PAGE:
- Keywords include 4 to 6 words indicating the theme of the research.

- Main body includes introduction, methodology, materials, analysis, discussion and conclusion, footnotes and references:

a. Introduction; this part includes research questions and objectives as well as the history of scholarship.

b. Methodology; methods and innovations applied in the research are presented in this part.

c. Materials, analysis, discussion; this part includes the main body of the manuscript and can be associated with tables, figures and diagrams. This should explore the significance of the results of the work.

d. Conclusion; overview on the whole research and concluding remarks are presented here. Future research directions could be included in this part as well.

e. Acknowledgment; comes at the end of the manuscript and can include individuals and institutions who provided help during the research.

f. References; should be arranged based on APA instructions as following examples:


1. Referring to a book: Author(s): Author’s surname, Author’s initial(s). 2. Year of publication. 3. Book title (Italic). 4. Place of publication: 5. Publisher. 6. Edition.

Example: Mallory, J. P. (1990). In search of the Indo-Europeans: Language, Archeology and Myth, London: Thames and Hudson.


2. Referring to a journal paper: 1. Author(s): Author’s surname, Author’s initial(s). 2. Year of publication. 3. Article title. 4. Journal title 5. Volume, 6. Pages.

Example: Madjidzadeh, Y. & H. Pittman. (2008). “Excavations at Konar Sandal in the region of Jiroft in the Halil Basin: first preliminary report (2002–2008)”. Iran 46: 69–103.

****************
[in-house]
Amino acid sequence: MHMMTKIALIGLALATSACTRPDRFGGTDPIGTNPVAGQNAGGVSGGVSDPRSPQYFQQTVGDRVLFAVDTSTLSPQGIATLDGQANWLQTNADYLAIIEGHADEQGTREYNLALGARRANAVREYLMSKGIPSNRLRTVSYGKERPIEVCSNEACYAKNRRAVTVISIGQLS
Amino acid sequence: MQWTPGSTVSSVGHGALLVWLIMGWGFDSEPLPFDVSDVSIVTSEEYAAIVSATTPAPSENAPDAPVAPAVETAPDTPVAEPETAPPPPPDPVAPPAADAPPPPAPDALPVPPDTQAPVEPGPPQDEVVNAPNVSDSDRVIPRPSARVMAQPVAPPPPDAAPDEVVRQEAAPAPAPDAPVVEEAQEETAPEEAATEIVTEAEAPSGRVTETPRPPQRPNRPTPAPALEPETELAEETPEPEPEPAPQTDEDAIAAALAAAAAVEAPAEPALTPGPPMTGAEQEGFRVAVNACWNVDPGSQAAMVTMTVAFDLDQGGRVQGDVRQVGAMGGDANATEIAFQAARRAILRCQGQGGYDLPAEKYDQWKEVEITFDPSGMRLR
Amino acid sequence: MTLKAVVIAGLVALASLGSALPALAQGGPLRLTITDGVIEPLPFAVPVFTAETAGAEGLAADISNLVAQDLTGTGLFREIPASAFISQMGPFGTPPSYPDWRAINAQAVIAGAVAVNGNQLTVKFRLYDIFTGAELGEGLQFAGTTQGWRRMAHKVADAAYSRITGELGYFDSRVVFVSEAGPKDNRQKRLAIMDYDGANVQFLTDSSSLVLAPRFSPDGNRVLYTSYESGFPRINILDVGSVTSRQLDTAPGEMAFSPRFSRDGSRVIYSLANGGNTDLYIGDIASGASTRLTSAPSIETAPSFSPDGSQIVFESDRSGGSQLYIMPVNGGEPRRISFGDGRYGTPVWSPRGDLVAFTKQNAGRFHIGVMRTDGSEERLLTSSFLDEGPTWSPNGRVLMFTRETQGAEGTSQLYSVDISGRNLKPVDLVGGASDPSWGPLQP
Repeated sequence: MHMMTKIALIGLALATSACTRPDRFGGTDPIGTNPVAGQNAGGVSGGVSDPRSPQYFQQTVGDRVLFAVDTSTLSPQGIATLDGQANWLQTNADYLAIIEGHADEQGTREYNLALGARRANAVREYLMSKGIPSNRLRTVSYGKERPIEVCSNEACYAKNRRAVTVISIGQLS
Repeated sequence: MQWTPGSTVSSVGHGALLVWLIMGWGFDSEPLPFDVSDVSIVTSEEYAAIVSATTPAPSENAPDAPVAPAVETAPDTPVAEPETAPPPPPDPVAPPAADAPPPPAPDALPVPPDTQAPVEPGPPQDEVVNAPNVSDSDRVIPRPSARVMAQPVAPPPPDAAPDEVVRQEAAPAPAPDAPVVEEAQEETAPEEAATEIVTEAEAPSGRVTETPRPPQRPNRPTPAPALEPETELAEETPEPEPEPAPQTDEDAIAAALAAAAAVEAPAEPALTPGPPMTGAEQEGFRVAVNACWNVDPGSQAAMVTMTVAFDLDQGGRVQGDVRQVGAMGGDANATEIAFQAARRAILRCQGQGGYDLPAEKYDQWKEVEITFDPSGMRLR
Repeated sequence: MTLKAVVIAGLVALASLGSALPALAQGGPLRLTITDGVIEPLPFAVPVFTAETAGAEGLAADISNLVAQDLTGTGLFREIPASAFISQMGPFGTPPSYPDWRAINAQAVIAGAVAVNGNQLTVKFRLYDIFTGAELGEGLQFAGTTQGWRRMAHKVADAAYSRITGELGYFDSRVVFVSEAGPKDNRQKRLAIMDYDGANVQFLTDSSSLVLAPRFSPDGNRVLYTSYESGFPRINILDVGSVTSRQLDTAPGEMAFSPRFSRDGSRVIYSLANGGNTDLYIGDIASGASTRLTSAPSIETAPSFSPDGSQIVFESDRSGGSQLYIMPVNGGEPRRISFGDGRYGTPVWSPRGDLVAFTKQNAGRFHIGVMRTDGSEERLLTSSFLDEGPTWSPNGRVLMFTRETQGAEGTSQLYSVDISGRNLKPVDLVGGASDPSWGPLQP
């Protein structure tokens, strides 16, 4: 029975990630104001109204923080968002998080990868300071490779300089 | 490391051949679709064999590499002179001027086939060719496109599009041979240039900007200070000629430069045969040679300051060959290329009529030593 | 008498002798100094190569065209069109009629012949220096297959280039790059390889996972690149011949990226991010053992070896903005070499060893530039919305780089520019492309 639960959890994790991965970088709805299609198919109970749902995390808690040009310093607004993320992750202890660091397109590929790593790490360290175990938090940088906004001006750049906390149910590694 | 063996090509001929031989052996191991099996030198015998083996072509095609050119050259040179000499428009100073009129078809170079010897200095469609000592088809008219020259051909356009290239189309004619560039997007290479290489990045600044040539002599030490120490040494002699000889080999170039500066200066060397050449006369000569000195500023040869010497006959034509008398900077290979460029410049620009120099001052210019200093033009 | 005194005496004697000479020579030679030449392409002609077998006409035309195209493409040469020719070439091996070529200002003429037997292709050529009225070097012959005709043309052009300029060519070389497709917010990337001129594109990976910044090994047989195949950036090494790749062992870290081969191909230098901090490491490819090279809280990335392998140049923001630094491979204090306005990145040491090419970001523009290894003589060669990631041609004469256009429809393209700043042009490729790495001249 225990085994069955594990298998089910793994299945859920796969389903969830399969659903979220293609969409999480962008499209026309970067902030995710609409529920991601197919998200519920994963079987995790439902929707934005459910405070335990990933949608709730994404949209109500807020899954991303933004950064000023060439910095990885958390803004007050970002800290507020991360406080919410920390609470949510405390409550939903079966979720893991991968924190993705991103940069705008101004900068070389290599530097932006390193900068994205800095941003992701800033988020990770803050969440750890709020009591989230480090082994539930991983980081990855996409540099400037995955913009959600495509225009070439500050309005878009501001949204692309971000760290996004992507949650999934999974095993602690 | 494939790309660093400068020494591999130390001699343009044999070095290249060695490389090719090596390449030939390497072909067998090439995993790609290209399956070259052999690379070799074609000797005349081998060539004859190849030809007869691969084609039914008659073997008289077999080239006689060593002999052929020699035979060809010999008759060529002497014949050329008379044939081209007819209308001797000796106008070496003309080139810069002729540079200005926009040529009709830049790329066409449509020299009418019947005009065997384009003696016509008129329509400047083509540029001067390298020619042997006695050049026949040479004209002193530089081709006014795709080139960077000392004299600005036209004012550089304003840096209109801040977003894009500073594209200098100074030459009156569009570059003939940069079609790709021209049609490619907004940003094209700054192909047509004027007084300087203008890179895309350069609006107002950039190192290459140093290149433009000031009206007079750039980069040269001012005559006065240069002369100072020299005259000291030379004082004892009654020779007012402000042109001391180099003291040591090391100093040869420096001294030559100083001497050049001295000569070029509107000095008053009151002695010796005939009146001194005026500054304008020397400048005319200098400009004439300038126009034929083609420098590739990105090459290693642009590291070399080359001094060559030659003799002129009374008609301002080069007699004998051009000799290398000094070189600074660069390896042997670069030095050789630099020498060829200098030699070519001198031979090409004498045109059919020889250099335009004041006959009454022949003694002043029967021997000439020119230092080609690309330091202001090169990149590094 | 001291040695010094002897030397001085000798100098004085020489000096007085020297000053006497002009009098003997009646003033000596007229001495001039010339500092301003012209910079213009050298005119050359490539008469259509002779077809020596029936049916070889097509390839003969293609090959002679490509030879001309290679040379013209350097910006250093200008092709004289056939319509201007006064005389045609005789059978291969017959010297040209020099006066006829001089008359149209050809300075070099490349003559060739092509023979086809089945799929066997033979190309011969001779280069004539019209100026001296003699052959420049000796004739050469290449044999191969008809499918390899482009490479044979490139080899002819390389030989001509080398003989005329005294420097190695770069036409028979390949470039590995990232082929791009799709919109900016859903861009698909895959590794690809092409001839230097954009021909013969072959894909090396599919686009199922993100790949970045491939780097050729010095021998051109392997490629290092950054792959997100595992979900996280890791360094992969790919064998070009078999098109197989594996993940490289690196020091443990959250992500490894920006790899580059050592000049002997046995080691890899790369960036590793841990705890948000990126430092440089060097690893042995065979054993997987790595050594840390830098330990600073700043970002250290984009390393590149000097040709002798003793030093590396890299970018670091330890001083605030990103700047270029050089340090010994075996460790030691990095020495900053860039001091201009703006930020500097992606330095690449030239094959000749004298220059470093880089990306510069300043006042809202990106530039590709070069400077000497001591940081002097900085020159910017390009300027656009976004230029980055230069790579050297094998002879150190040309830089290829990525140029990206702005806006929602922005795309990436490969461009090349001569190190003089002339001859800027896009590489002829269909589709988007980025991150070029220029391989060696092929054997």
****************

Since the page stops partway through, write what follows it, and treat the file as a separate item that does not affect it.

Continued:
3.Referring to a book chapter: 1. Author(s):  Author’s surname, Author’s initial(s). 2. Year of publication. 3. Chapter title. 4. Editor(s) 5. Book title (Italic) 6. Place of publication: 7. Publisher. 8. Edition. 9. Pages.

Example 1: Hopper, K. (2017). ‘‘Connectivity on a Sasanian Frontier: Route Systems in the Gorgan Plain of North-East Iran’’. In Eberhard W. Sauer (ed.). Sasanian Persia: Between Rome and the Steppes of Eurasia. Edinburgh University Press. 126-150.
Example 2: Alexeyev,A. Yu. (2017). ‘‘The Scythians in Eurasia’’. In St. John Simpson, Svetlana Pankova (eds.). Scythians: Warriors of Ancient Siberia. London: British Museum. Thames & Hudson, London. 16-31.


4.Referring to an electronic publication (e.g. website): 1. Author(s): Author’s surname, Author’s

initial(s). 2. Year of publication. 3. Website title (Italic). 4. Date accessed, 5. URL.

Example: Hawking, S. 2000. Professor Stephen Hawking’s website. Retrieved 9 February,2009, from


5. Referring to weblogs: 1. Author(s): Author’s surname, Author’s initial(s). 2. Year of publication, Article date. 3. Blog title (Italic). 4. Article title or web-page. 5. Date accessed, 5. URL.


Example 1: Beard, M. 2013, 8 June. A Don’s Life. [Weblog]. Retrieved 26 July, 2016,from http://timesonline.
Example 2: Compareti, M. 2011, 15 October. The State of Research on Sasanian Painting.

Retrieved 25 July, 2016, from http://


6. In-text citations:

- One author: Author’s surname, Publication year: Page no(s): (Pourshariati, 2017: 127-129).

- Two authors: Authors’ surnames, Publication year: Page no(s): (Lawrence and Wilkinson, 2017: 104).

- More than two authors: First author’s surname et al. Publication year: Page no(s): (Shumilovskikh, et al. 2017: 54).

Paper Type

Maximum Word Length

Abstract Length


Manuscript Template

Original Research Article

8,000 words

Structured-up to 250 words

No limit


Archaeological Reports 

2,000 words

Structured-up to 250 words

No limit


Review Article

5,000 words

Structured-up to 250 words

No limit


Book Review

2,000 words

Structured-up to 250 words

No limit